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Civic strike hits Mumbai hospitals, transport
August 11, 2004 18:30 IST
Mumbai's local transport system and hospital services were hit on Wednesday as over 200,000 employees of the Brihanmumbai Municipal Corporation and Brihanmumbai Electricity Supply and Transport Undertaking went on mass casual leave from midnight demanding a hike in dearness allowance.
The Municipal Mazdoor Union, which called the strike, claimed the agitation "completely crippled" the city's vital services. Municipal Commissioner Johnny Joseph, however, said BMC offices registered 60 per cent attendance.
Employees affiliated to the BEST Kamgar Sena and Electricity Supply Workers' Union did not participate in the strike.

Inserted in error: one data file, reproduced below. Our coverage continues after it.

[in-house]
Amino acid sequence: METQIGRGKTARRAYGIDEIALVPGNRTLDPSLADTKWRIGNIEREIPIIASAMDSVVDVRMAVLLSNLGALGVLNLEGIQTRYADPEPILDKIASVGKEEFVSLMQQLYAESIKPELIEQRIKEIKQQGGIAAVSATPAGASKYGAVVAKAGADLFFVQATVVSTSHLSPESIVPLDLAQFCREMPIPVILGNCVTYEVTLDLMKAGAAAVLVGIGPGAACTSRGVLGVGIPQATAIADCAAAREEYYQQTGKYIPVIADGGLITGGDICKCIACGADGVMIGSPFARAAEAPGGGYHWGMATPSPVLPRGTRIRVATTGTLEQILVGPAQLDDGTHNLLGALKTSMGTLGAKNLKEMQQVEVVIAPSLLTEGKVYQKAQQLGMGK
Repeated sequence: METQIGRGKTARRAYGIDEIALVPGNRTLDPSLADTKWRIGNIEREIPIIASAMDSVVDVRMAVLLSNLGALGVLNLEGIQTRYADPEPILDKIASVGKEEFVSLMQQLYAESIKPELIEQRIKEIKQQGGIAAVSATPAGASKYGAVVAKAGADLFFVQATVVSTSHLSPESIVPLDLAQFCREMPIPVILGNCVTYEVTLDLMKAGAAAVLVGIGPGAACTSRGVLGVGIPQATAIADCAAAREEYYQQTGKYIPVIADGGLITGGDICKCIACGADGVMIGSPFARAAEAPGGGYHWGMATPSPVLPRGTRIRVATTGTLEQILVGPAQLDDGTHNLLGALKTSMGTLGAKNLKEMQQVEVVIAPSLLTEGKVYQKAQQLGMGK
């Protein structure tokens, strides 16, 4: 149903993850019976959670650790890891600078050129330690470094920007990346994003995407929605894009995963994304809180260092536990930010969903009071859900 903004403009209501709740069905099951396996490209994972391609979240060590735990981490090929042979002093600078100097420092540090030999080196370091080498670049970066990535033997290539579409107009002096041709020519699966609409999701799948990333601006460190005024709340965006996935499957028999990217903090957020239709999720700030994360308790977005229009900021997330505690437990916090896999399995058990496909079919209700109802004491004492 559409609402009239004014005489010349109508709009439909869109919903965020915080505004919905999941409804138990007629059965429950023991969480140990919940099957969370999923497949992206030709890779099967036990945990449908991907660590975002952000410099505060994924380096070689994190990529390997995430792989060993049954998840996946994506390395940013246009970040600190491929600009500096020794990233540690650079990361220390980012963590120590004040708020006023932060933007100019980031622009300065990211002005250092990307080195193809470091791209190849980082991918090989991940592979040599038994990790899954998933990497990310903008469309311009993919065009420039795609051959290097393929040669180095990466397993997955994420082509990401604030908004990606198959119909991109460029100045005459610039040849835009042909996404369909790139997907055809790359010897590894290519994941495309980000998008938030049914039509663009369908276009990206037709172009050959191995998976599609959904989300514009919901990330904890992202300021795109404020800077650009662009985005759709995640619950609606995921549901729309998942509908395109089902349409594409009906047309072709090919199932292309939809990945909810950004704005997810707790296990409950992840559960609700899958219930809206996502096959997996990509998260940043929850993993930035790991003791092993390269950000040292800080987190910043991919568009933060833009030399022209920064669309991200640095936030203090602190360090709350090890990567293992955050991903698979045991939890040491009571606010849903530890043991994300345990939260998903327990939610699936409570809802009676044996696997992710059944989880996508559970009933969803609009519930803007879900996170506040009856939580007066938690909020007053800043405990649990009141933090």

Over 20 civic hospitals across the city were managed by para-medics and medical college students.
Joseph said uninterrupted water supply was maintained by civic engineers and garbage cleared with the help of private operators under police protection.
Nearly 300 home guards were deployed to assist civic authorities to ensure that essential services were not affected.
BEST, Mumbai's lifeline, operated only 318 buses against the usual 3,153. Only 528 conductors and 390 drivers reported to duty, a BEST spokesperson said.
BEST buses were provided with police escorts.
Seventeen incidents of stone pelting on BEST buses were reported through the day, the spokesman said.
To ease the pressure, around 56 state transport buses were run on Mumbai roads.
No major disruption in electricity or water supply was reported from any place.